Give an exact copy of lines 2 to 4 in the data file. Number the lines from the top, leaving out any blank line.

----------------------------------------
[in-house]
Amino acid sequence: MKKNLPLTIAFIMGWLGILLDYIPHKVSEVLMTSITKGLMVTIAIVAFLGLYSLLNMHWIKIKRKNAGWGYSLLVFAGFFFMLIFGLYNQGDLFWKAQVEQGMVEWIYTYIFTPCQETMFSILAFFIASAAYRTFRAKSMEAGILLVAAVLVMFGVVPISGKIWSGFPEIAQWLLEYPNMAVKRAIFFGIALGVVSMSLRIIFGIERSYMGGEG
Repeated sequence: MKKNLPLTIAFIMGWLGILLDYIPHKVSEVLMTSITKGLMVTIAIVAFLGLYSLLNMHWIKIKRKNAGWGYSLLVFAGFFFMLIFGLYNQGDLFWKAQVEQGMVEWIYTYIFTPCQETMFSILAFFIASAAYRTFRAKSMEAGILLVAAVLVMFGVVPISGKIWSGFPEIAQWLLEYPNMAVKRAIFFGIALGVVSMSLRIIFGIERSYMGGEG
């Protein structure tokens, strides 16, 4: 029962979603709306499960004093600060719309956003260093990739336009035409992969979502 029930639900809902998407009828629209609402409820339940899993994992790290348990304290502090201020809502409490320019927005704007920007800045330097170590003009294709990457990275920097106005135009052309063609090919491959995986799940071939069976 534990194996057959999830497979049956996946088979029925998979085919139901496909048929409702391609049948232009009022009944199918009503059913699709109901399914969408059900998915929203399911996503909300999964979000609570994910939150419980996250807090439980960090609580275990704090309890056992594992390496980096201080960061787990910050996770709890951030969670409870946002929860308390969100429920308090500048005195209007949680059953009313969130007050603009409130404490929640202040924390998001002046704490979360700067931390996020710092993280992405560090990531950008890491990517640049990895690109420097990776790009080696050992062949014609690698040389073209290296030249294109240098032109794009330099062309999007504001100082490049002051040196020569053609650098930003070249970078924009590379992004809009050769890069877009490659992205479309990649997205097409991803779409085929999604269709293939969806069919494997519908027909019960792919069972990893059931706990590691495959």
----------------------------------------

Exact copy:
Amino acid sequence: MKKNLPLTIAFIMGWLGILLDYIPHKVSEVLMTSITKGLMVTIAIVAFLGLYSLLNMHWIKIKRKNAGWGYSLLVFAGFFFMLIFGLYNQGDLFWKAQVEQGMVEWIYTYIFTPCQETMFSILAFFIASAAYRTFRAKSMEAGILLVAAVLVMFGVVPISGKIWSGFPEIAQWLLEYPNMAVKRAIFFGIALGVVSMSLRIIFGIERSYMGGEG
Repeated sequence: MKKNLPLTIAFIMGWLGILLDYIPHKVSEVLMTSITKGLMVTIAIVAFLGLYSLLNMHWIKIKRKNAGWGYSLLVFAGFFFMLIFGLYNQGDLFWKAQVEQGMVEWIYTYIFTPCQETMFSILAFFIASAAYRTFRAKSMEAGILLVAAVLVMFGVVPISGKIWSGFPEIAQWLLEYPNMAVKRAIFFGIALGVVSMSLRIIFGIERSYMGGEG
């Protein structure tokens, strides 16, 4: 029962979603709306499960004093600060719309956003260093990739336009035409992969979502 029930639900809902998407009828629209609402409820339940899993994992790290348990304290502090201020809502409490320019927005704007920007800045330097170590003009294709990457990275920097106005135009052309063609090919491959995986799940071939069976 534990194996057959999830497979049956996946088979029925998979085919139901496909048929409702391609049948232009009022009944199918009503059913699709109901399914969408059900998915929203399911996503909300999964979000609570994910939150419980996250807090439980960090609580275990704090309890056992594992390496980096201080960061787990910050996770709890951030969670409870946002929860308390969100429920308090500048005195209007949680059953009313969130007050603009409130404490929640202040924390998001002046704490979360700067931390996020710092993280992405560090990531950008890491990517640049990895690109420097990776790009080696050992062949014609690698040389073209290296030249294109240098032109794009330099062309999007504001100082490049002051040196020569053609650098930003070249970078924009590379992004809009050769890069877009490659992205479309990649997205097409991803779409085929999604269709293939969806069919494997519908027909019960792919069972990893059931706990590691495959």